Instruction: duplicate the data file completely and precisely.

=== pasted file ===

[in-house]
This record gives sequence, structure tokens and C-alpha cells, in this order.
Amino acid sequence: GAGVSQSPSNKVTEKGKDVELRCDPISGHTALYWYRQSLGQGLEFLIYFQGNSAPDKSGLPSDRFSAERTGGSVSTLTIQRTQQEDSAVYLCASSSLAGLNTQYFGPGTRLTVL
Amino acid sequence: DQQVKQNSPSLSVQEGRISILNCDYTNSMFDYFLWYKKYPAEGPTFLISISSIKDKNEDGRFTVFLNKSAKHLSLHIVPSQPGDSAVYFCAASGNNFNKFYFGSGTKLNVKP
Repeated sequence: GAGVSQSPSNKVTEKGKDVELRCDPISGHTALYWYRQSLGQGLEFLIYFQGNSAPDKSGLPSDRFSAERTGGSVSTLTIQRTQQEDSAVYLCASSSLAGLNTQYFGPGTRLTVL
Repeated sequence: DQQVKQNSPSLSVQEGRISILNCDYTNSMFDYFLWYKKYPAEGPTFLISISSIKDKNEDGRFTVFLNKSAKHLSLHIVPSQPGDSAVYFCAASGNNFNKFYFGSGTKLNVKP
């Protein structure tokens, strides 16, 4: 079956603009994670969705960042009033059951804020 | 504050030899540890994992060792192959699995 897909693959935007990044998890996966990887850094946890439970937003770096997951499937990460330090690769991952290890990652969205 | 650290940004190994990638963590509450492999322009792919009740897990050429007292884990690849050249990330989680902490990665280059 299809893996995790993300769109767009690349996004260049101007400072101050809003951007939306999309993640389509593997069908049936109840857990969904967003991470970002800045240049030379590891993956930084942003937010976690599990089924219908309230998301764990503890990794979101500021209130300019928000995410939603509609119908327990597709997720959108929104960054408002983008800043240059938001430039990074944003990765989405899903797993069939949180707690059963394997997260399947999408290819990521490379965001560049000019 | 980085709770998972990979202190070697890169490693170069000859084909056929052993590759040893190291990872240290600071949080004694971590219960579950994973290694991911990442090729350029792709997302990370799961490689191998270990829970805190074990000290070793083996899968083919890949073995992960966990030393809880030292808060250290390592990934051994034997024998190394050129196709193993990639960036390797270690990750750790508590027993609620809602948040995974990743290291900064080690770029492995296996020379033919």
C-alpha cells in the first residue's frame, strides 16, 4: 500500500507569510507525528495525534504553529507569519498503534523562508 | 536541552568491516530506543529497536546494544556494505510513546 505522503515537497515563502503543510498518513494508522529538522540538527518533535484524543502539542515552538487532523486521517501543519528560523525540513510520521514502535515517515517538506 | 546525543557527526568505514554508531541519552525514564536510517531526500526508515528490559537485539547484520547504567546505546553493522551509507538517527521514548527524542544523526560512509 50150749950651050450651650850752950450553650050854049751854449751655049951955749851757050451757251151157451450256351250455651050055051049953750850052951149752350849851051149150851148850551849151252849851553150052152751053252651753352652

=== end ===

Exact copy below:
[in-house]
This record gives sequence, structure tokens and C-alpha cells, in this order.
Amino acid sequence: GAGVSQSPSNKVTEKGKDVELRCDPISGHTALYWYRQSLGQGLEFLIYFQGNSAPDKSGLPSDRFSAERTGGSVSTLTIQRTQQEDSAVYLCASSSLAGLNTQYFGPGTRLTVL
Amino acid sequence: DQQVKQNSPSLSVQEGRISILNCDYTNSMFDYFLWYKKYPAEGPTFLISISSIKDKNEDGRFTVFLNKSAKHLSLHIVPSQPGDSAVYFCAASGNNFNKFYFGSGTKLNVKP
Repeated sequence: GAGVSQSPSNKVTEKGKDVELRCDPISGHTALYWYRQSLGQGLEFLIYFQGNSAPDKSGLPSDRFSAERTGGSVSTLTIQRTQQEDSAVYLCASSSLAGLNTQYFGPGTRLTVL
Repeated sequence: DQQVKQNSPSLSVQEGRISILNCDYTNSMFDYFLWYKKYPAEGPTFLISISSIKDKNEDGRFTVFLNKSAKHLSLHIVPSQPGDSAVYFCAASGNNFNKFYFGSGTKLNVKP
């Protein structure tokens, strides 16, 4: 079956603009994670969705960042009033059951804020 | 504050030899540890994992060792192959699995 897909693959935007990044998890996966990887850094946890439970937003770096997951499937990460330090690769991952290890990652969205 | 650290940004190994990638963590509450492999322009792919009740897990050429007292884990690849050249990330989680902490990665280059 299809893996995790993300769109767009690349996004260049101007400072101050809003951007939306999309993640389509593997069908049936109840857990969904967003991470970002800045240049030379590891993956930084942003937010976690599990089924219908309230998301764990503890990794979101500021209130300019928000995410939603509609119908327990597709997720959108929104960054408002983008800043240059938001430039990074944003990765989405899903797993069939949180707690059963394997997260399947999408290819990521490379965001560049000019 | 980085709770998972990979202190070697890169490693170069000859084909056929052993590759040893190291990872240290600071949080004694971590219960579950994973290694991911990442090729350029792709997302990370799961490689191998270990829970805190074990000290070793083996899968083919890949073995992960966990030393809880030292808060250290390592990934051994034997024998190394050129196709193993990639960036390797270690990750750790508590027993609620809602948040995974990743290291900064080690770029492995296996020379033919």
C-alpha cells in the first residue's frame, strides 16, 4: 500500500507569510507525528495525534504553529507569519498503534523562508 | 536541552568491516530506543529497536546494544556494505510513546 505522503515537497515563502503543510498518513494508522529538522540538527518533535484524543502539542515552538487532523486521517501543519528560523525540513510520521514502535515517515517538506 | 546525543557527526568505514554508531541519552525514564536510517531526500526508515528490559537485539547484520547504567546505546553493522551509507538517527521514548527524542544523526560512509 50150749950651050450651650850752950450553650050854049751854449751655049951955749851757050451757251151157451450256351250455651050055051049953750850052951149752350849851051149150851148850551849151252849851553150052152751053252651753352652